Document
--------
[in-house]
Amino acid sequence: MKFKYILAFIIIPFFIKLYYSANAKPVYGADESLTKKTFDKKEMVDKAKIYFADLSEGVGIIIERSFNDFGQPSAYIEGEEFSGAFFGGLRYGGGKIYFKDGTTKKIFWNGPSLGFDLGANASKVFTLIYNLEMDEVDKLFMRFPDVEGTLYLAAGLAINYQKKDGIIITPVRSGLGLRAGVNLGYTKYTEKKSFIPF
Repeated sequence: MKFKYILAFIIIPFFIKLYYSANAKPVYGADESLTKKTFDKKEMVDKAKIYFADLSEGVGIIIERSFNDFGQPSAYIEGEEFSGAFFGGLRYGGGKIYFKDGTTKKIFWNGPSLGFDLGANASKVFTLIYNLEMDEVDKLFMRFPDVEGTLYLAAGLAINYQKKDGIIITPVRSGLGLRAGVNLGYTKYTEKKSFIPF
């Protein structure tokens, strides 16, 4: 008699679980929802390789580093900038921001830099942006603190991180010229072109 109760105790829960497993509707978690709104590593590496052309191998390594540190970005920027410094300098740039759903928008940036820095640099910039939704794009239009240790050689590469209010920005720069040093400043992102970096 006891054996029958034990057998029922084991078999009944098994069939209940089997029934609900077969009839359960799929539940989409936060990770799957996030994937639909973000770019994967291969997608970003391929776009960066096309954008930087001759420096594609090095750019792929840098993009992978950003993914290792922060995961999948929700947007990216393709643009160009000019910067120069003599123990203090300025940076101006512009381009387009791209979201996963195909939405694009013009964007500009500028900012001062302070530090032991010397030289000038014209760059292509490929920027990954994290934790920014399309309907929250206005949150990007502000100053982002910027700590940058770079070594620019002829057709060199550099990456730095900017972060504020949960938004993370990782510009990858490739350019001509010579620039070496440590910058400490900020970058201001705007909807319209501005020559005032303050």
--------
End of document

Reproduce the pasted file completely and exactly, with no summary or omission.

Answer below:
[in-house]
Amino acid sequence: MKFKYILAFIIIPFFIKLYYSANAKPVYGADESLTKKTFDKKEMVDKAKIYFADLSEGVGIIIERSFNDFGQPSAYIEGEEFSGAFFGGLRYGGGKIYFKDGTTKKIFWNGPSLGFDLGANASKVFTLIYNLEMDEVDKLFMRFPDVEGTLYLAAGLAINYQKKDGIIITPVRSGLGLRAGVNLGYTKYTEKKSFIPF
Repeated sequence: MKFKYILAFIIIPFFIKLYYSANAKPVYGADESLTKKTFDKKEMVDKAKIYFADLSEGVGIIIERSFNDFGQPSAYIEGEEFSGAFFGGLRYGGGKIYFKDGTTKKIFWNGPSLGFDLGANASKVFTLIYNLEMDEVDKLFMRFPDVEGTLYLAAGLAINYQKKDGIIITPVRSGLGLRAGVNLGYTKYTEKKSFIPF
């Protein structure tokens, strides 16, 4: 008699679980929802390789580093900038921001830099942006603190991180010229072109 109760105790829960497993509707978690709104590593590496052309191998390594540190970005920027410094300098740039759903928008940036820095640099910039939704794009239009240790050689590469209010920005720069040093400043992102970096 006891054996029958034990057998029922084991078999009944098994069939209940089997029934609900077969009839359960799929539940989409936060990770799957996030994937639909973000770019994967291969997608970003391929776009960066096309954008930087001759420096594609090095750019792929840098993009992978950003993914290792922060995961999948929700947007990216393709643009160009000019910067120069003599123990203090300025940076101006512009381009387009791209979201996963195909939405694009013009964007500009500028900012001062302070530090032991010397030289000038014209760059292509490929920027990954994290934790920014399309309907929250206005949150990007502000100053982002910027700590940058770079070594620019002829057709060199550099990456730095900017972060504020949960938004993370990782510009990858490739350019001509010579620039070496440590910058400490900020970058201001705007909807319209501005020559005032303050």